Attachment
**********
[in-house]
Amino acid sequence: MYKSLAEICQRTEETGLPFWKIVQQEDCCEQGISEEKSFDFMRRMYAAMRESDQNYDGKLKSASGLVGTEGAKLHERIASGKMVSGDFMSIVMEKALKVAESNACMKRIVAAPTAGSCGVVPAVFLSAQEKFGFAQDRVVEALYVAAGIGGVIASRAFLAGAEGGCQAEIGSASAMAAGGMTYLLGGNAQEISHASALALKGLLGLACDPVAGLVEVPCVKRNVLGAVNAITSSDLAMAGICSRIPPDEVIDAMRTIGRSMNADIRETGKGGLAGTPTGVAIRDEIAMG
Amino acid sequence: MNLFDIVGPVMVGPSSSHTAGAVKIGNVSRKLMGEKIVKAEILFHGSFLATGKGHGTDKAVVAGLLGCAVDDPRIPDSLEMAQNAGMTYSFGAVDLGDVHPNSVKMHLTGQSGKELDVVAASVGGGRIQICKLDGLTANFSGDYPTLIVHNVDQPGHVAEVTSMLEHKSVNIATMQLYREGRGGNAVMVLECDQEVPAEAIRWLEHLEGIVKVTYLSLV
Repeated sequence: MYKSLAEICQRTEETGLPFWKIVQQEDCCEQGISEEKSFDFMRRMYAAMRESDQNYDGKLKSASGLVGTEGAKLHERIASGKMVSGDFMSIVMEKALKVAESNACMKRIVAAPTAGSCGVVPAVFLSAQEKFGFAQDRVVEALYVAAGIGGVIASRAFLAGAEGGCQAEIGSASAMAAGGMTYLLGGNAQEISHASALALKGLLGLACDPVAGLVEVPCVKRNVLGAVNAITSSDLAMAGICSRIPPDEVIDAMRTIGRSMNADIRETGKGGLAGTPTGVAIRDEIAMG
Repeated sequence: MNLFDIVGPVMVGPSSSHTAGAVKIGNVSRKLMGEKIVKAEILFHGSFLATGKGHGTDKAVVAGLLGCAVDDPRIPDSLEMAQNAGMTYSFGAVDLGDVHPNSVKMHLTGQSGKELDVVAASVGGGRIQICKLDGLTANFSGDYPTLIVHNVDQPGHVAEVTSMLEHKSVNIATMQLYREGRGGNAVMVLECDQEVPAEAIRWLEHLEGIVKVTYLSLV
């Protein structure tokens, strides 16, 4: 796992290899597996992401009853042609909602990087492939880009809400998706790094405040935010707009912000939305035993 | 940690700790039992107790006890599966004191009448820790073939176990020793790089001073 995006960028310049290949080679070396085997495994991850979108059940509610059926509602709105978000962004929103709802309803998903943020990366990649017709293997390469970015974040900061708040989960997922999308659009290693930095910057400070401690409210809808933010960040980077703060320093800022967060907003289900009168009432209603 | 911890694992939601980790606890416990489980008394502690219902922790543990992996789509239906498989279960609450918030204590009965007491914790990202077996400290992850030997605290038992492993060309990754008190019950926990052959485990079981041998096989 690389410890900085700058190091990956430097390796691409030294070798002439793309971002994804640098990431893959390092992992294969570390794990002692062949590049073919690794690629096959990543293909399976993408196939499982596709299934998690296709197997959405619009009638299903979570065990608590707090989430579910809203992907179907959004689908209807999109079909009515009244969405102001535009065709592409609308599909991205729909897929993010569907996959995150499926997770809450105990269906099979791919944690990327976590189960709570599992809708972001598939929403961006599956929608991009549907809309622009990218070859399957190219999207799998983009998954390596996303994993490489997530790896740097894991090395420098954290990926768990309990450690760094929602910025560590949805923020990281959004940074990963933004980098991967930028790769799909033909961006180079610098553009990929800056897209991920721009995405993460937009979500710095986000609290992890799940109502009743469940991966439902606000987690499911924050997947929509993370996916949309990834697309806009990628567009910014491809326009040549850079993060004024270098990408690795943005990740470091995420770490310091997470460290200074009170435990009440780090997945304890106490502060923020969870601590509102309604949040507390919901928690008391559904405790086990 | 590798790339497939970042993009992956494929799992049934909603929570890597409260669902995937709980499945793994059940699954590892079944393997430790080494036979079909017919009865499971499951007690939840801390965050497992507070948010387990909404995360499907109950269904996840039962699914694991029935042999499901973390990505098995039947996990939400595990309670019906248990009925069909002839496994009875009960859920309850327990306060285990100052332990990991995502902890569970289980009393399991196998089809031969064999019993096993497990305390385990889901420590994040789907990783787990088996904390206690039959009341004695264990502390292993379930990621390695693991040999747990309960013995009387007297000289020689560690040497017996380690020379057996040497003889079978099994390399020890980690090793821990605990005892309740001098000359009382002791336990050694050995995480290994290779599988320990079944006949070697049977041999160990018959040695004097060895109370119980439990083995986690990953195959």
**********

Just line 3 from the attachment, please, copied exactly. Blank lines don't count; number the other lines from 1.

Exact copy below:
Amino acid sequence: MNLFDIVGPVMVGPSSSHTAGAVKIGNVSRKLMGEKIVKAEILFHGSFLATGKGHGTDKAVVAGLLGCAVDDPRIPDSLEMAQNAGMTYSFGAVDLGDVHPNSVKMHLTGQSGKELDVVAASVGGGRIQICKLDGLTANFSGDYPTLIVHNVDQPGHVAEVTSMLEHKSVNIATMQLYREGRGGNAVMVLECDQEVPAEAIRWLEHLEGIVKVTYLSLV